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see poor lawpoor law,
in English history, legislation relating to public assistance for the poor. Early measures to relieve pauperism were usually designed to suppress vagrancy and begging.
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a special shelter for the poor in England during the 17th through 19th centuries.

Living conditions in the workhouses differed little from those in prisons. Initially workhouses were under the jurisdiction of the local parishes; however, with the growth of pauperism during the industrial revolution, the workhouse system was centralized (by an act passed in 1834). All those who appealed for public assistance were forced to enter workhouses. The threat of being placed in a workhouse compelled many poor people to agree to any sort of working condition in factories, and this enabled entrepreneurs to lower wages. The common people, who called workhouses “bastilles for the poor,” often hindered the establishment of new workhouses and destroyed those already in existence. The Chartists included a demand for the elimination of workhouses in their 1842 petition. In connection with the development of social insurance and pensions in the 20th century, the workhouse system became outdated, and the workhouses were converted into homes for invalids and the aged.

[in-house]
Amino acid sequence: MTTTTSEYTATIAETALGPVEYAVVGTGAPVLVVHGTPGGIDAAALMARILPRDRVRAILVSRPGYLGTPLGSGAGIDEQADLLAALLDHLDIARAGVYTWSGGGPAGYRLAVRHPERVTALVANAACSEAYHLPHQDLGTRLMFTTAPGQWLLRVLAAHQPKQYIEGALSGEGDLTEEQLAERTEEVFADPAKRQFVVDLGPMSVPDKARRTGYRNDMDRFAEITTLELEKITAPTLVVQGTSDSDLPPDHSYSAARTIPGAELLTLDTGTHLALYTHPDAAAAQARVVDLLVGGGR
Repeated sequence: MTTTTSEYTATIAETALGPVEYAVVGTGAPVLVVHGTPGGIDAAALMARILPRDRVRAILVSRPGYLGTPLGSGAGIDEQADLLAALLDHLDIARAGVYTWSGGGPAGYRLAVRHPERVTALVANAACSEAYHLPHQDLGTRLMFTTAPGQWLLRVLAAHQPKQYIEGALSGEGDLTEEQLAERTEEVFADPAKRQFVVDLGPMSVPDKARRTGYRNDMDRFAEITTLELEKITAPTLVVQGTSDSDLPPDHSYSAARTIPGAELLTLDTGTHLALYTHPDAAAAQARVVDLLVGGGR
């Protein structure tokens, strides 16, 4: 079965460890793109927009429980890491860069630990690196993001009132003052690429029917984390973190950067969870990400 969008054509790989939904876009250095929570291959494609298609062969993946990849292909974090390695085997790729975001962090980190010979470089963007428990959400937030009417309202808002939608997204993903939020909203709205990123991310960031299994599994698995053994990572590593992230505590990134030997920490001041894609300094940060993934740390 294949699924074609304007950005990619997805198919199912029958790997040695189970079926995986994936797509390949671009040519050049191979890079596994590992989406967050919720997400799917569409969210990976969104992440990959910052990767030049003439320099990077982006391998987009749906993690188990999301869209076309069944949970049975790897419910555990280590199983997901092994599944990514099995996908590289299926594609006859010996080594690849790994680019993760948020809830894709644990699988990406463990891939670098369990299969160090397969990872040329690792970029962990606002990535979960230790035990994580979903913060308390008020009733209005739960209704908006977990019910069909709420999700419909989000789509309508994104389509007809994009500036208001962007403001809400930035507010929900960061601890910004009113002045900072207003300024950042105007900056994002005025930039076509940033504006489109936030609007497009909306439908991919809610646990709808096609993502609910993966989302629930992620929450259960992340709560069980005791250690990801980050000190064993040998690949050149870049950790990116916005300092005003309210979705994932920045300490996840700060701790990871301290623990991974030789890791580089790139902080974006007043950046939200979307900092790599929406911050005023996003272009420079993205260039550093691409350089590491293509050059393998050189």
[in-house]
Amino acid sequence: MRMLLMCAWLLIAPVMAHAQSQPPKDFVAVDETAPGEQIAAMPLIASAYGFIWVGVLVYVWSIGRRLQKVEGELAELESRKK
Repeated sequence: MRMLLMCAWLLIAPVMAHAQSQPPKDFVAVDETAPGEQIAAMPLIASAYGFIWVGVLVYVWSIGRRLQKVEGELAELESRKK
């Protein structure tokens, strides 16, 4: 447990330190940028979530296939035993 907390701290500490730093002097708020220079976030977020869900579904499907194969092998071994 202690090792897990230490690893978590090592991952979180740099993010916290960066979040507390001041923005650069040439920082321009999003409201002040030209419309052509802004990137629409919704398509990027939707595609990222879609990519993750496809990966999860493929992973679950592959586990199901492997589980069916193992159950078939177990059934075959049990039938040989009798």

Engels, F. Polozhenie rabochego klassa ν Anglii. K. Marx and F. Engels, Soch., 2nd ed., vol. 2.
Morton, A. L., and G. Tate. Istoriia angliiskogo rabochego dvizheniia (1770–1920). Moscow, 1959. (Translated from English.)


1. An institution for confining individuals sentenced to terms usually less than one year.
2. (Brit.) A poorhouse.


1. (formerly in England) an institution maintained at public expense where able-bodied paupers did unpaid work in return for food and accommodation
2. (in the US) a prison for petty offenders serving short sentences at manual labour
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